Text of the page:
Research and Publications:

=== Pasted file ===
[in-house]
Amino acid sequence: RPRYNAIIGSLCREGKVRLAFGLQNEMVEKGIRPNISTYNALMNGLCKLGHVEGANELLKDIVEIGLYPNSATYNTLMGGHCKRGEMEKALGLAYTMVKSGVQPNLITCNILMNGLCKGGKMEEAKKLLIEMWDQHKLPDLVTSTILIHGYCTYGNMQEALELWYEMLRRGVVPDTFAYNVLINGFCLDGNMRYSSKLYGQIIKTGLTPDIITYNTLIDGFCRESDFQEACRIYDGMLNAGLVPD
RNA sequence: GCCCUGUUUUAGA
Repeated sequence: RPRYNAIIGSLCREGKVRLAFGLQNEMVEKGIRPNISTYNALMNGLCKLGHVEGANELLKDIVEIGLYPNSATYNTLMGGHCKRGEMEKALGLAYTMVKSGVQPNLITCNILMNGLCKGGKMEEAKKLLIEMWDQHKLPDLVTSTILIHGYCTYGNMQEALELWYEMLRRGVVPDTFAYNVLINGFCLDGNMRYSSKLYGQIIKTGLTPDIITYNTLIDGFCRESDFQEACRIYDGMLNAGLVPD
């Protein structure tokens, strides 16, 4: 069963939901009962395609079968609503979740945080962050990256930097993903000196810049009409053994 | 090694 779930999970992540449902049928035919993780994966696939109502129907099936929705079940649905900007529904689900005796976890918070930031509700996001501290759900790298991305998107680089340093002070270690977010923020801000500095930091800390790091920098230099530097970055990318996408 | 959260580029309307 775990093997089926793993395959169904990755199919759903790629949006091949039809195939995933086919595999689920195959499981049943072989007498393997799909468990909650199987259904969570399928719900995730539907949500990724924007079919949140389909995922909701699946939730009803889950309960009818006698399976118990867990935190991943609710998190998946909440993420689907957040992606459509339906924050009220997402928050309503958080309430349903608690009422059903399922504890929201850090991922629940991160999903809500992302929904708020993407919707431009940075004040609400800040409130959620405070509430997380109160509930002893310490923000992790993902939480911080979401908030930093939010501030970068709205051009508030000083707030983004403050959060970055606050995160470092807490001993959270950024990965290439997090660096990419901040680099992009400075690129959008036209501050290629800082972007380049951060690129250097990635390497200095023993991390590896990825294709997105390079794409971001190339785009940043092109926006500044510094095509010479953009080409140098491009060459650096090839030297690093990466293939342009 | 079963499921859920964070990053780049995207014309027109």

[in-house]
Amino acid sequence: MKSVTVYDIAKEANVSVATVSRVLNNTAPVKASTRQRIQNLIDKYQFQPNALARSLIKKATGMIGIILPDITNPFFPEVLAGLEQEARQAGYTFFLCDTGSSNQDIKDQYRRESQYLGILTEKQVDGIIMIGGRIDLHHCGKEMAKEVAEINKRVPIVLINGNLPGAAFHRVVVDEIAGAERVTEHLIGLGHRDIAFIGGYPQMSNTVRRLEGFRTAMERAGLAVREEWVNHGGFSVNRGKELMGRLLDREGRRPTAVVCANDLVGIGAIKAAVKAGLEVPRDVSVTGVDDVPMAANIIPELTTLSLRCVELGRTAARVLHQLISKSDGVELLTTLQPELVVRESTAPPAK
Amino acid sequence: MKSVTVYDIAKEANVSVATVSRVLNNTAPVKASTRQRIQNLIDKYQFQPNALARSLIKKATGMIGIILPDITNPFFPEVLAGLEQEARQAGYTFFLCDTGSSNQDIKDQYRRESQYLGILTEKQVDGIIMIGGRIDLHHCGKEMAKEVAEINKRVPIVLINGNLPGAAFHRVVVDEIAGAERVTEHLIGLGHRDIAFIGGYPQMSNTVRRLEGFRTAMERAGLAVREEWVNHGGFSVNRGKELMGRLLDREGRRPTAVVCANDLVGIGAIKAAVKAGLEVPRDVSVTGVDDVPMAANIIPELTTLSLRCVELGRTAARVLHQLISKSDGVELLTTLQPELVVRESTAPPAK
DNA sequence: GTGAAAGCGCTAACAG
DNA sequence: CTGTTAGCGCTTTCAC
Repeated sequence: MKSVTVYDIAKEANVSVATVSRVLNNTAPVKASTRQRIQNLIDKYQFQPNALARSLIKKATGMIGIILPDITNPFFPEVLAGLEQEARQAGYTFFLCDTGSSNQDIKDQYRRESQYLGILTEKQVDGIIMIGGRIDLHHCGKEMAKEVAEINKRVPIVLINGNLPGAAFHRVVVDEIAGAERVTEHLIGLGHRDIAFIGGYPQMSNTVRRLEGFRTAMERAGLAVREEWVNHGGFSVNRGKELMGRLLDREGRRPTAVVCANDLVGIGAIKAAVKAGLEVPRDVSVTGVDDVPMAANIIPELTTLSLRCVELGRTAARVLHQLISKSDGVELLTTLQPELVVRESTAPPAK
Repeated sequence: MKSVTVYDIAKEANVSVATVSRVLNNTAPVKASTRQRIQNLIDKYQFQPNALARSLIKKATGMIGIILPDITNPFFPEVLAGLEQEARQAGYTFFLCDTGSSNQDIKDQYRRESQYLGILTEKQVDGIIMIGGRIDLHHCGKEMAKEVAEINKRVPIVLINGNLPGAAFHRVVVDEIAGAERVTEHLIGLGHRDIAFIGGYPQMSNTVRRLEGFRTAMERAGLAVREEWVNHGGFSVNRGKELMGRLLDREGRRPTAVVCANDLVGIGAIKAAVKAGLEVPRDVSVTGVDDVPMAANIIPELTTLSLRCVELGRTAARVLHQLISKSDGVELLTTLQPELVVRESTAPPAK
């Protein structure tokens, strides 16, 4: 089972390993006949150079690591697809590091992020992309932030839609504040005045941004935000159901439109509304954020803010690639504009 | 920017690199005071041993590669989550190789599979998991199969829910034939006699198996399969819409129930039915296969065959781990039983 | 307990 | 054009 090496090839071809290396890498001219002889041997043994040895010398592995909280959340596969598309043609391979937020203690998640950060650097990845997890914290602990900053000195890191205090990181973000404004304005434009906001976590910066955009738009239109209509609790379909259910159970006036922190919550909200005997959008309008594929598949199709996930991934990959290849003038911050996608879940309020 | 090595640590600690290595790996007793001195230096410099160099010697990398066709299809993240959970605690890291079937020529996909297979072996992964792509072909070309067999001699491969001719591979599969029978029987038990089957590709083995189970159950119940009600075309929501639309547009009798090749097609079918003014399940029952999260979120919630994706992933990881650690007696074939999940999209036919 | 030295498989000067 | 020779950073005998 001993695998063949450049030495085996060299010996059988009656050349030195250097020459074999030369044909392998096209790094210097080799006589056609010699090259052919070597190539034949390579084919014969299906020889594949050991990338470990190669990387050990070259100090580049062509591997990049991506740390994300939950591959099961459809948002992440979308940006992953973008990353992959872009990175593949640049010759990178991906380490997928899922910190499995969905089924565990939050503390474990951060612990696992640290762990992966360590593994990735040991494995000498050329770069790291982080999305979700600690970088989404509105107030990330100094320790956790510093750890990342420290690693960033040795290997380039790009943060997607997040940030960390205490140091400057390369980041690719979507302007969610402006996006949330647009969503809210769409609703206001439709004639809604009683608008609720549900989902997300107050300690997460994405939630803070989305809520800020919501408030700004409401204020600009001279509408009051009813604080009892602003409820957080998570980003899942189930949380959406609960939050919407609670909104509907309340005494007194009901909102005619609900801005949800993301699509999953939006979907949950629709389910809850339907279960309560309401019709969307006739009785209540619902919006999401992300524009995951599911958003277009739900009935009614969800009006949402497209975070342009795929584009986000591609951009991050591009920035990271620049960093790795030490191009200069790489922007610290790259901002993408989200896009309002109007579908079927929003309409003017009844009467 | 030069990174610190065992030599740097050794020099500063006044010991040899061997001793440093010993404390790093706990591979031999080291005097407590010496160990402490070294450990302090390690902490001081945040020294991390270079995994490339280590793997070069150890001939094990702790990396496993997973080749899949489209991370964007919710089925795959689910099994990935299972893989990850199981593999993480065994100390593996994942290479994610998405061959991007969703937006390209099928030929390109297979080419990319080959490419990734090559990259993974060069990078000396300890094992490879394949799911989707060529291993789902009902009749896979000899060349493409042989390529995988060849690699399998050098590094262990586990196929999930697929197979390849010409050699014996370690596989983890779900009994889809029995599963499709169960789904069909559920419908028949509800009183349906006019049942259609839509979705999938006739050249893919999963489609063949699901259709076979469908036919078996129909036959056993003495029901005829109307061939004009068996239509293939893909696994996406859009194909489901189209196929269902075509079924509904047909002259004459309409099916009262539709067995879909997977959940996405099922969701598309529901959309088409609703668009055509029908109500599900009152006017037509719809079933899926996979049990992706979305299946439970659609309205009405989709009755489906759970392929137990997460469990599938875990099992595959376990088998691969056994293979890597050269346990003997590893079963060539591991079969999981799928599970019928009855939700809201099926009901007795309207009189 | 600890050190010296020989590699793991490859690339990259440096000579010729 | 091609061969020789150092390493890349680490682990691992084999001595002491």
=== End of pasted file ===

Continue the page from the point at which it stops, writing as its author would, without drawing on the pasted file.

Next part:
Bio: Dr. Janie Fouke has long been active in the field of biomedical engineering. After completing her undergraduate education at St. Andrews Presbyterian College in Laurinburg, North Carolina, she earned her M.S. and Ph.D. degrees in biomedical mathematics and medical engineering at UNC in 1980 and 1982, respectively. From 1981 to 1999, Dr. Fouke rose through the faculty ranks at Case Western Reserve University with teaching and research interests in medical instrument design and development. Her work has been critical to the understanding of the etiology of airway diseases such as asthma and the pulmonary effects of environmental pollutants. Subsequently, she served as Dean of the College of Engineering at Michigan State University, Provost and Senior Vice President for academic affairs at the University of Florida, and Dean of the College of Engineering at Nanyang Technological University in Singapore. Dr. Fouke currently works as a consultant to Colorado School of Mines as they develop a partnership with an Asian university. Dr. Fouke has played major leadership roles in the Institute of Electrical and Electronics Engineers, the Engineering in Medicine and Biology Society and the American Society for Engineering Education. She was the inaugural division director of the division of bioengineering and environmental systems of the National Science Foundation. She has served on advisory boards for numerous universities and federal agencies. Dr. Fouke is a prolific scholar. Her book Engineering Tomorrow (2000) received the Dexter Prize, given annually by the Society for the History of Technology as the single best book published during the preceding three years. She is a Fellow of the American Association for the Advancement of Science, the American Institute for Medical and Biological Engineering, the Institute for Electrical and Electronics Engineers, the Biomedical Engineering Society and the American Society for Engineering Education. Her students have had diverse career experiences, for instance, developing medical technology at companies such as Medtronic, advising on medical product regulation at agencies such as the Food and Drug Administration, and contributing to the development of medical policy in various legislative offices.